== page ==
I eventually ended up camping in a forest outside of the German city of Dachau with three French students. We had many interesting conversations about life in Europe and America, and we talked about everything from religion to politics. During the day, we visited the concentration camp memorial site in Dachau.
During World War II, Germany was led by a very powerful man named Hitler. Hitler was able to unite people all over the country, and he made them believe that they could rule the world. One of the ways that he united people, however, was by finding groups of people to hate. Hitler blamed many of Germany's problems on Jews, as well as homosexuals, communists, and others. During the war, German soldiers hunted down millions of innocent people and put them in concentration camps such as Dachau.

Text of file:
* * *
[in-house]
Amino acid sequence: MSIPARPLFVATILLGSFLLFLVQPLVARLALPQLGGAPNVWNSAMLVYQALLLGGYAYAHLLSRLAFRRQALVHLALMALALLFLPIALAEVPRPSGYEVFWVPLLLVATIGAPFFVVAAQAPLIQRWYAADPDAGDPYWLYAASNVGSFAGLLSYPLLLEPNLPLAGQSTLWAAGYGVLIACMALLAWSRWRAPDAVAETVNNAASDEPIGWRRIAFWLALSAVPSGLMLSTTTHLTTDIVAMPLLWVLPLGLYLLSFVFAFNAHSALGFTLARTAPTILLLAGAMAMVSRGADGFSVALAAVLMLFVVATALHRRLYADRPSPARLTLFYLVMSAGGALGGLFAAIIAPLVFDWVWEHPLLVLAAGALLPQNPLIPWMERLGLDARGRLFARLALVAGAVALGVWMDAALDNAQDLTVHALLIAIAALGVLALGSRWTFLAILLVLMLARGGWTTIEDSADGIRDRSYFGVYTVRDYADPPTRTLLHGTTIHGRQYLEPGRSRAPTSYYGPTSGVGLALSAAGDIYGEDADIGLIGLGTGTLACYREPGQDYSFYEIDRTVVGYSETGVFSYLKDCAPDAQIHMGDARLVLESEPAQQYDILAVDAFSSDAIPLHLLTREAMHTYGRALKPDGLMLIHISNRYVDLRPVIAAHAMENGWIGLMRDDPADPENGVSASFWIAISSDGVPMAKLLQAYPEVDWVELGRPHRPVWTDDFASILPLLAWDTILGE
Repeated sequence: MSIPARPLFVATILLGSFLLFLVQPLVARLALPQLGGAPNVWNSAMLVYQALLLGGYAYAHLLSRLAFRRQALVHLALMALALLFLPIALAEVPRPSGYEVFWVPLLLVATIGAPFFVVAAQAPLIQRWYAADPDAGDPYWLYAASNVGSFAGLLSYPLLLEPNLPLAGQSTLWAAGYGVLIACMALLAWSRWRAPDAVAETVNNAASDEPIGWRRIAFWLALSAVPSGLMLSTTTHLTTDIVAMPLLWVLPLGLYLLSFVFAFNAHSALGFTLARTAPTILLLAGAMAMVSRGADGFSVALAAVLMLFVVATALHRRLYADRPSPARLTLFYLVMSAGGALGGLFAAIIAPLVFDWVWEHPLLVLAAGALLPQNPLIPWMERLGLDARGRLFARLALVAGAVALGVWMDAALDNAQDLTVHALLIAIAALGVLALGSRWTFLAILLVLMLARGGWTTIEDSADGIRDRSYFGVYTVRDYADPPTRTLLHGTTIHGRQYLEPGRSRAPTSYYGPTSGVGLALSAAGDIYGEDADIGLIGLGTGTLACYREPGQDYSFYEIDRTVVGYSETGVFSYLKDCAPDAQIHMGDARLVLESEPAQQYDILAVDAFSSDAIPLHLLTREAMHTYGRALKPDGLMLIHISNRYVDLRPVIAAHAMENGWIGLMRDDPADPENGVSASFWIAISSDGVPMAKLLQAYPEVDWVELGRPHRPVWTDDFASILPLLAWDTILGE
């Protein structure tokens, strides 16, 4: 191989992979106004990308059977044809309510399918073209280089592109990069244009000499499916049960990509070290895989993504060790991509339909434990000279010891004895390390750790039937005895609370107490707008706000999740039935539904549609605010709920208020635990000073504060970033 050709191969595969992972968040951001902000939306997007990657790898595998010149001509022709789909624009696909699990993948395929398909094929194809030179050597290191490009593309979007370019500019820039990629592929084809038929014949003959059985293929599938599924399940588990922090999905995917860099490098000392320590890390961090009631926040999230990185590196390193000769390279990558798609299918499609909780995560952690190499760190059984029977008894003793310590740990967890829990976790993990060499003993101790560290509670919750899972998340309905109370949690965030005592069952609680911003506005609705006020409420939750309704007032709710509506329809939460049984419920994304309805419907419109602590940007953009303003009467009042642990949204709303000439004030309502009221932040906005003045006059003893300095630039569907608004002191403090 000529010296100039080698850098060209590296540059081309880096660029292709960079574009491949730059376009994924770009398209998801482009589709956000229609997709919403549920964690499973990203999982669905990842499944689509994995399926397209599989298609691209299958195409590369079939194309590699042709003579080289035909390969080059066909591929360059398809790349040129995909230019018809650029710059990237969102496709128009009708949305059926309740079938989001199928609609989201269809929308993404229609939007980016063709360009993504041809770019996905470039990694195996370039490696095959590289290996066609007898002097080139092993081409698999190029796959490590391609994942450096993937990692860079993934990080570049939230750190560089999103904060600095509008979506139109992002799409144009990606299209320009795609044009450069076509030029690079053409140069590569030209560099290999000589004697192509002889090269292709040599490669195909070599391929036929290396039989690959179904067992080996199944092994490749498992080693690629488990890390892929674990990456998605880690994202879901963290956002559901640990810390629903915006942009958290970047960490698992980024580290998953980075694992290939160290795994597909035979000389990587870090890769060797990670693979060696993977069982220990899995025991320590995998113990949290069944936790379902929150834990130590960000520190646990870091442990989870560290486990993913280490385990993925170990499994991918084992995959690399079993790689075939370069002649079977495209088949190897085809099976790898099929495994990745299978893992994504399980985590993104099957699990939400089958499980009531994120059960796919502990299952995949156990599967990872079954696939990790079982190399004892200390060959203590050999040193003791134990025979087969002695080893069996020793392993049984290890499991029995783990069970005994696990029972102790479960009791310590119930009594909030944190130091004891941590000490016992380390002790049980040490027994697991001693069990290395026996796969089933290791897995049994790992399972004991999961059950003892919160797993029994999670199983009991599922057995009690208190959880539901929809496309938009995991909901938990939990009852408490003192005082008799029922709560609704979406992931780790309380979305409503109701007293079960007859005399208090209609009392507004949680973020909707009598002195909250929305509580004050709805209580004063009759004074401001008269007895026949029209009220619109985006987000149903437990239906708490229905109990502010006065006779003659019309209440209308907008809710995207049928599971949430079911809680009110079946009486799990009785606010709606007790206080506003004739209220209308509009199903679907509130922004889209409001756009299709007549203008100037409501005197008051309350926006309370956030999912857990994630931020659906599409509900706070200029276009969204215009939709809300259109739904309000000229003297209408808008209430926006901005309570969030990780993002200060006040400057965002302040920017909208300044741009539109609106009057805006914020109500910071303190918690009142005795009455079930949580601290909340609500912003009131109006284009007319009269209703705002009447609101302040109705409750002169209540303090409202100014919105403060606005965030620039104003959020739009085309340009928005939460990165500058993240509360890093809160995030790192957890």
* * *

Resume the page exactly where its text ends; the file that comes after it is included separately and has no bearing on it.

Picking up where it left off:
At Dachau, tens of thousands of people were forced to spend all day working, in sun and in snow. Those who could not work were killed. Over the course of the war, huge numbers also caught terrible diseases, while others suffered as experimental subjects for German scientists. The guards at Dachau often went out of their way to make sure that life was miserable for the prisoners. By the end, over 40,000 people died at Dachau.
People have found many ways to remember the things that happened at Dachau. Some have created art that expresses parts of their experience in the camp. The memorial site has a very impressive sculpture by the artist Nandor Gild that caught my eye. It is a very powerful work, and it fit the site well. At the base, there is a simple message: Never Again.